She took the first pair off and handed me another pair, and then cocked her head as she studied me.

“Well, those look awfully butch. Is that where you want to go?” I could hear a little teasing in her voice.

I must have looked horrified because she whisked them away.

“Try these, they’re French.”

I looked at myself in the mirror, and even without my corrective lenses, I could see that they looked good. I looked smart and actually sort of hip. Maybe even hot.

“Wow,” I breathed. “These look good. Even with my hair.”

She reached out and touched the top of my hair.

“I like your hair.”

“Did I tell you I did it myself?”

“No. Go on,” she said, grinning at me.

I looked at myself from all angles.

“I really like these.”

“I like them too.”

I could swear her voice got deeper and huskier when she said that.

I started blushing at the roots of my ragged hair. I felt my ears get hot and then my neck began to get blotchy.

“Here, let me adjust them a little,” she said, pulling out some tiny tools.

I fiddled with the stuff on the table – the tissues, mirror. And then somehow, as I played with the aerosol lens cleaner, I managed to spray it straight into my eye.

“Ow. Oh shit. Ow.”

It burned like a son of a bitch. I bent over, holding my face in my hands.

“Ow.”

“Oh my heck,” she said. “I’ll never get you out of here in one piece.”

I think I was rocking back and forth, moaning.

“You need to rinse that eye out,” she said. “Let me take you to the restroom.”

Holding one hand over my eye, with her holding my other, I let myself be guided to the restroom. I leaned against the counter as she ran the water.

“Here. Lean over the sink. Try to keep your eye open.”

She splashed water in my face.

The burning started to subside.

I straightened up.

“Let me look,” she said, dabbing me with a paper towel.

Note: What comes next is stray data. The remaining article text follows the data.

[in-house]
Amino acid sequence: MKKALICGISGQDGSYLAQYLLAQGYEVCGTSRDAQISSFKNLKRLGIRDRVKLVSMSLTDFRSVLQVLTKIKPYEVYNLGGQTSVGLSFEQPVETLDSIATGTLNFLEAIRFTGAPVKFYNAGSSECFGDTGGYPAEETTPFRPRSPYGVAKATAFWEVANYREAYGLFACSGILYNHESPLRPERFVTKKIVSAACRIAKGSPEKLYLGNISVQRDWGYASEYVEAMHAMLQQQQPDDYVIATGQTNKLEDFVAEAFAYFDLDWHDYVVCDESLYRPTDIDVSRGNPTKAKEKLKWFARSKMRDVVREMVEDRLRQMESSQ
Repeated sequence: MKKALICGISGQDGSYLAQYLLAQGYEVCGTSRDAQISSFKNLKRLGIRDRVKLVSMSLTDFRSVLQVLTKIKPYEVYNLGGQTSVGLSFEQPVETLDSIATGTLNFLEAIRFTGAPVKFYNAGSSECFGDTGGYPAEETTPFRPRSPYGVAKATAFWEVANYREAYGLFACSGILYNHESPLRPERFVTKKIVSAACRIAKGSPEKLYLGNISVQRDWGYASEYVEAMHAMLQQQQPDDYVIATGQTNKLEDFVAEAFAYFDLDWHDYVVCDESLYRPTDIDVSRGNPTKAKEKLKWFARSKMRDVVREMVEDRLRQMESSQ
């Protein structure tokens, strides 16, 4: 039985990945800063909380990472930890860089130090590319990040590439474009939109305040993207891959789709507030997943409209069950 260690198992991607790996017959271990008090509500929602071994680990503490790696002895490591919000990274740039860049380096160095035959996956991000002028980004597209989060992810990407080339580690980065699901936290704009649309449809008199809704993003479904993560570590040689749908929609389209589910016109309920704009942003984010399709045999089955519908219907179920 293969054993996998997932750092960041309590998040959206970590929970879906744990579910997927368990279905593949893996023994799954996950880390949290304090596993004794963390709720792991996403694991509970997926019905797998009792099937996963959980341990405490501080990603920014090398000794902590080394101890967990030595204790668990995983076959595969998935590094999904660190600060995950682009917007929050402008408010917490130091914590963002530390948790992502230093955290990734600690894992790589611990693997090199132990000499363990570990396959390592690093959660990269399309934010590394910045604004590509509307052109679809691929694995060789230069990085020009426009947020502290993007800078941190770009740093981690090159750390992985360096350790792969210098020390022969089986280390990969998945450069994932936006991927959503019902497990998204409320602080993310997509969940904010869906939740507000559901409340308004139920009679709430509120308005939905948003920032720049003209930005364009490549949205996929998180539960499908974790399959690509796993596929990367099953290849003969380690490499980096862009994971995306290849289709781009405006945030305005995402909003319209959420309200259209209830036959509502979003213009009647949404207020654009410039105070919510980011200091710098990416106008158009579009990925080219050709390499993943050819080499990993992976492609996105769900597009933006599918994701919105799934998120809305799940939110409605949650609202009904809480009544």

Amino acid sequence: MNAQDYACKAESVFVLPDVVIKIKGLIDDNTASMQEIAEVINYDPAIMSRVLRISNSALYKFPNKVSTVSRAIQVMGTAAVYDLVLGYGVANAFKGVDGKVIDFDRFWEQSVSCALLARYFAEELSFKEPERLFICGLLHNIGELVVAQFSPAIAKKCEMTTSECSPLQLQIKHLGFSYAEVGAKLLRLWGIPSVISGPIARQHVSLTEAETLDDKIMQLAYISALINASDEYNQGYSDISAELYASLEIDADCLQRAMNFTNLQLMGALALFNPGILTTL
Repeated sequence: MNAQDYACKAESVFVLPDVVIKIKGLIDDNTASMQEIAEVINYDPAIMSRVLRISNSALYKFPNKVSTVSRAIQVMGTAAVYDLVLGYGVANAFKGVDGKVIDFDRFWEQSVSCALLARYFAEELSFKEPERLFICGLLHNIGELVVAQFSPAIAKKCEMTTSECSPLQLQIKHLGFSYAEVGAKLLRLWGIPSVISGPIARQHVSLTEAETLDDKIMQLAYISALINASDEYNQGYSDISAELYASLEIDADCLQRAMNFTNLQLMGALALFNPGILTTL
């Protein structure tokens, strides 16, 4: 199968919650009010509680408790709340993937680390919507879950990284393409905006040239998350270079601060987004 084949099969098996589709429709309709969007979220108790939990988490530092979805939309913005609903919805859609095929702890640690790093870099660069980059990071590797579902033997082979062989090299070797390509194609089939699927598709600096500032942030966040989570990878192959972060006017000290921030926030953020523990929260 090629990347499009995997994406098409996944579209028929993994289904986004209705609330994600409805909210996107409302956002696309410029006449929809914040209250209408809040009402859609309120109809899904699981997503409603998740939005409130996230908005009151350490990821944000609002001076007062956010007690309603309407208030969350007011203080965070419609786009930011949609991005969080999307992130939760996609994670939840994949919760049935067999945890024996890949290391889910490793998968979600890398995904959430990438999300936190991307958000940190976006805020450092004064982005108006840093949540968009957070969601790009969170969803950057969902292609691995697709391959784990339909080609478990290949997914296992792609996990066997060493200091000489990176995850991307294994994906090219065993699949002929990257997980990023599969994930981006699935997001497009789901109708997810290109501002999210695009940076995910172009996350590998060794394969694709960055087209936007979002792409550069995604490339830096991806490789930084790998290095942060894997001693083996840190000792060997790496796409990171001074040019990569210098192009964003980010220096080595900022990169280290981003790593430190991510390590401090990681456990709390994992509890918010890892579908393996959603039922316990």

She peered into my face and lightly touched my swollen eye, opening it gently. My gaze met hers, as tears streamed down my left cheek.

“I feel awful about this,” she said. “You poor thing.”

I closed both my eyes for a moment.

And that’s when I felt her lips on mine, her body leaning into me, and her fingers curling into my short hair, and despite it all, I started to laugh.

###

7 responses to “Vision Quest

  1. I freakin’ LOVE this post. I was just laughing out loud at work! Very nice!

  2. These stories are really quite yummy. Are you going to get them published?

  3. Self-publishing? I bet there are some publishers who would be interested in your stories. I can ask around for suggestions if you want.

    Happy blogging :)

  4. I’m a sucker for unintentional physical comedy.. thanks for the laugh-out-loud humor. :)

    By the way, Harry Potter? Cute… very cute.

  5. Reading this at work, very late, and very tired, I laughed out loud, all by myself, in the empty lab. I now return to my regularly scheduled peering down-the-microscope-barrel-at-fish-brains – but with a much better attitude.

  6. It’s far too hot to be laughing this much (104°) with the swamp cooler not working on all feeds, but this was too funny not to laugh out loud while I read it. I love your writing!

  7. Simply adore these kinds of steam showers